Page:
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'Fossil-free' sailor launches clean fuel cell

'Fossil-free' sailor launches clean fuel cell

Tuesday 13 October 2020

'Fossil-free' sailor launches clean fuel cell

Tuesday 13 October 2020

A local sailor, who has won championships and set records while using renewable energies, has launched a 'clean' fuel cell that only produces water as a byproduct.

Phil Sharp hopes the release of the Hydrogen Power Module (HPM) will accelerate the switch to clean fuels in the maritime industry.

It was produced by Genevos, a clean tech spin-off company of Sharp's zero emission racing project ‘Oceans Lab’.

Sharp, who is a Technical Director at Genevos, has been urging the shipping industry to clean up its act for many years, demonstrating the power of green power sources at the helm of his yacht, Imerys Clean Energy.


Pictured: Sharp has won championships and set records while using renewable energies. (Paul Wyeth)

Last year, he announced a bid to join the Imoca Globe Series, a four-year championship that includes two round-the-world races with a 60ft boat powered by hydrogen fuel cell technology, hoping it would inspire others to ditch dirty fuels.

After using hydrogen fuel cells on his boat, Sharp recently launched the HPM, which is described as a “plug-and-play solution to achieving zero emissions power for vessels."

It creates electricity through a reaction involving sustainably-sourced hydrogen. The only by-product is water.


Pictured: The Hydrogen Power Module (HPM) will be available in power outputs ranging from 8kW to 200kW. (Gilles Delacuvellerie)

“Fuel cells and hydrogen will play a vital role in the clean energy transition of this sector,” Sharp said. 

“To meet climate change goals all new boats and ships built from 2030 must be Zero Emission Vessels, using clean fuels. To achieve this, we have to start introducing this innovative technology now to ensure that we can scale up in time.”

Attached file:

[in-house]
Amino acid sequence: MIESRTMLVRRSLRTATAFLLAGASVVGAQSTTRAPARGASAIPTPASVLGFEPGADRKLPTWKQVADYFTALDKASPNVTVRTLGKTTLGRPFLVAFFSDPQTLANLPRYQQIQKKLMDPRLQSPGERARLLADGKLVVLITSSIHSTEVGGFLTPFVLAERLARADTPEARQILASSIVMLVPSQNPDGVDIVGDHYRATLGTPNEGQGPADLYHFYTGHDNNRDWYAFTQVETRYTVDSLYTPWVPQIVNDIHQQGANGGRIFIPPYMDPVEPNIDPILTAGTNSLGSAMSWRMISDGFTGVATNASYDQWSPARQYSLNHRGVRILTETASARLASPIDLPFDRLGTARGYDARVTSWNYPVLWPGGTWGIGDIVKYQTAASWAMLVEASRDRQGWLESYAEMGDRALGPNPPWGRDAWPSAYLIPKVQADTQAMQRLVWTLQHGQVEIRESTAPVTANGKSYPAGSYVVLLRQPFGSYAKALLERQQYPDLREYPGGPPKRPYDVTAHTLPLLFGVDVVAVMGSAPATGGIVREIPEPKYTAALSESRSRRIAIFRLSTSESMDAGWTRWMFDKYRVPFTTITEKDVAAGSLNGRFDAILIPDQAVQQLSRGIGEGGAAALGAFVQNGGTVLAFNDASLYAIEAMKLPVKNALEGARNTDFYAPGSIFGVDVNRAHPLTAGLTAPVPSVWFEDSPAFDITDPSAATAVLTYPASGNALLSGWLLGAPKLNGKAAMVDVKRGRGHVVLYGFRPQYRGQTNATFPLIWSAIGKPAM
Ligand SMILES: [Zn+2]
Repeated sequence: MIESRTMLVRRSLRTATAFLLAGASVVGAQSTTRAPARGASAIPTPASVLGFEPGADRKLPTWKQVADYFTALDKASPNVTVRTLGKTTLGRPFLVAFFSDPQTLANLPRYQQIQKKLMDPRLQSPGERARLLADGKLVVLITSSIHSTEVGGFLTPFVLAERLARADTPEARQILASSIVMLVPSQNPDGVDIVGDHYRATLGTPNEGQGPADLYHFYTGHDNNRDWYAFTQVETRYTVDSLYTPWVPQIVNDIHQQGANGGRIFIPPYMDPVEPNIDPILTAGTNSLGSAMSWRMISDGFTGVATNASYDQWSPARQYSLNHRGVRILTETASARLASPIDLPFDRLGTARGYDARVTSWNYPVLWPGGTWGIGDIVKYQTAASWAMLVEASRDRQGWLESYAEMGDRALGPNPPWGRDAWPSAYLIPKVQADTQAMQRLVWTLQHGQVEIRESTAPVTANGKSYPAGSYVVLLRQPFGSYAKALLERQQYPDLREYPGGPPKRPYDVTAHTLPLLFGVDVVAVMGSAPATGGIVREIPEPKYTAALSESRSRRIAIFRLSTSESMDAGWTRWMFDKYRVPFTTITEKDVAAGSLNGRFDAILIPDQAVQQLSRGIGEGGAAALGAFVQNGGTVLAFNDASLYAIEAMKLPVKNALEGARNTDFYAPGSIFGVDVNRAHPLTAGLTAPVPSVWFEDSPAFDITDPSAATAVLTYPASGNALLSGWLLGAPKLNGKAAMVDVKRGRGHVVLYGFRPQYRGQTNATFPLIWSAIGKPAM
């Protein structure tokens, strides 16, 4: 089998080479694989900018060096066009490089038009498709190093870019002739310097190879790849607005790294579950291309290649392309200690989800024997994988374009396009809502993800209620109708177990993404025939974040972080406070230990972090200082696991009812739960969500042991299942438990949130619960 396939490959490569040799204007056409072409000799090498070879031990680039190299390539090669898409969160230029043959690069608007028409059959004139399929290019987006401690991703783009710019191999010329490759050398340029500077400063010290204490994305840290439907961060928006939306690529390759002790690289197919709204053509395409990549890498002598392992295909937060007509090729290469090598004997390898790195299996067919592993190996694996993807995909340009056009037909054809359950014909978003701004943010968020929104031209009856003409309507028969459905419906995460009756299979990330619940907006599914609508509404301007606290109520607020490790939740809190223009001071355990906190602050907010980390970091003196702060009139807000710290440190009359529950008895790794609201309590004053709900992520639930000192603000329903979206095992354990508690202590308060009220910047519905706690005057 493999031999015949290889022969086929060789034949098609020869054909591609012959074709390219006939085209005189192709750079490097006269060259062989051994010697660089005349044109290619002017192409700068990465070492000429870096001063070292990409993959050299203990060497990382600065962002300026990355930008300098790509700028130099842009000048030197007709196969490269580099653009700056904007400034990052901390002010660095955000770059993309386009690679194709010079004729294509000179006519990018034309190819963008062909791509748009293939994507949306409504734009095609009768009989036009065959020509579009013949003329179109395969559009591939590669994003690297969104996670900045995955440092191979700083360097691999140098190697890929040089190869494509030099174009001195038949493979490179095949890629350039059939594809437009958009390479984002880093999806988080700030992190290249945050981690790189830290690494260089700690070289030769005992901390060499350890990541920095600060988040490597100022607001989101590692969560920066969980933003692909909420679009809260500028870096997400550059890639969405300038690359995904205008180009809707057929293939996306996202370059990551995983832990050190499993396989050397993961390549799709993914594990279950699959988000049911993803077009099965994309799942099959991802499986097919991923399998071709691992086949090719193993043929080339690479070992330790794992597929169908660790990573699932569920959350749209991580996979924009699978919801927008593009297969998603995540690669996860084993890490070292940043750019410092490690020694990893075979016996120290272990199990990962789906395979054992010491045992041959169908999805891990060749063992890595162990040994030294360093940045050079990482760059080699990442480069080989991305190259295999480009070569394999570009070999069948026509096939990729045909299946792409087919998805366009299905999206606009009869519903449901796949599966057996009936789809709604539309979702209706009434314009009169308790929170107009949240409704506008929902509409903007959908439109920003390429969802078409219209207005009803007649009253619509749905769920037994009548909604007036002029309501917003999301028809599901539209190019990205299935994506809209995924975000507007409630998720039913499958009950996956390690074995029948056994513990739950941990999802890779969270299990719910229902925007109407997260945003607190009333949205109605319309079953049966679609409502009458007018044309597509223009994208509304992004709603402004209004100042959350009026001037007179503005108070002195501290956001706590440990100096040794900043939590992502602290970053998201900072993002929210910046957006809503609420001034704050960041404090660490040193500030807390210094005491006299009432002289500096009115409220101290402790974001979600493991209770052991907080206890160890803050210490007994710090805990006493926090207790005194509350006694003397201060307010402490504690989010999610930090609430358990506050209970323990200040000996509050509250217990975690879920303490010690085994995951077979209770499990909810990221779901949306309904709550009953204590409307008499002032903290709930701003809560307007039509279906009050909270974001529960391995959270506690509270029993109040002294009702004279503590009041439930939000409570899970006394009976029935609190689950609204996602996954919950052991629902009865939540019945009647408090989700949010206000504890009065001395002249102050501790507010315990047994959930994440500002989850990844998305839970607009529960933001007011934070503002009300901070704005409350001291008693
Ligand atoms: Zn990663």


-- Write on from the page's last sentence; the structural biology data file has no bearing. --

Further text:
Genevos will be producing a series of HPMs with power outputs ranging from 8 to 200 kW and capable of meeting a range of vessel sizes and energy demands. 


Pictured: The HPM has been developed by Genevos, a clean-tech spin-off company of Phil Sharp’s zero-emission racing project ‘Oceans Lab’. (Gilles Delacuvellerie)

Dr Tristan Smith, a specialist in low carbon shipping and Associate Professor at UCL Energy Institute, described zero-emission fuel as an "inevitable future for shipping."

"The industry needs projects and pilots that use technologies such as the Genevos HPM, to kick-start this clean transition," he added.

Sharp travelled to Geneva last week to attend the Maritime Transport Efficiency Conference where the HPM-8 system was on a display.

"It was a fantastic opportunity to be invited to this new international maritime conference focusing on new technologies, energy efficiency, clean fuels, and how to meet the challenge in getting to net zero by 2050,” the sailor said.

"Having our fuel cell on display drew a lot of attention and the level of interest from the event was way above our expectations. It was encouraging to find out that there are companies who have active hydrogen projects who are looking for fuel cell solutions today, from canal boats to high speed ferries.

"With everyone in the energy space now talking about hydrogen, and with recent deployment of large scale public funding to kickstart the hydrogen economy, it is a really good time for us to be launching these marinised fuel cell solutions to help development of zero emission vessels."

Pictured top: Phil Sharp with the hydrogen fuel cell. (Gilles Delacuvellerie)

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Posted by Geoff Cornwall on
Yes, it's a super idea and all very sensible but the question remains, "How do you get the hydrogen?" If that can be produced from solar or wind energy on the go then that's great but if he's simply going to take compressed hydrogen with him then what's new? Or am I missing something ?

Geoff Cornwall
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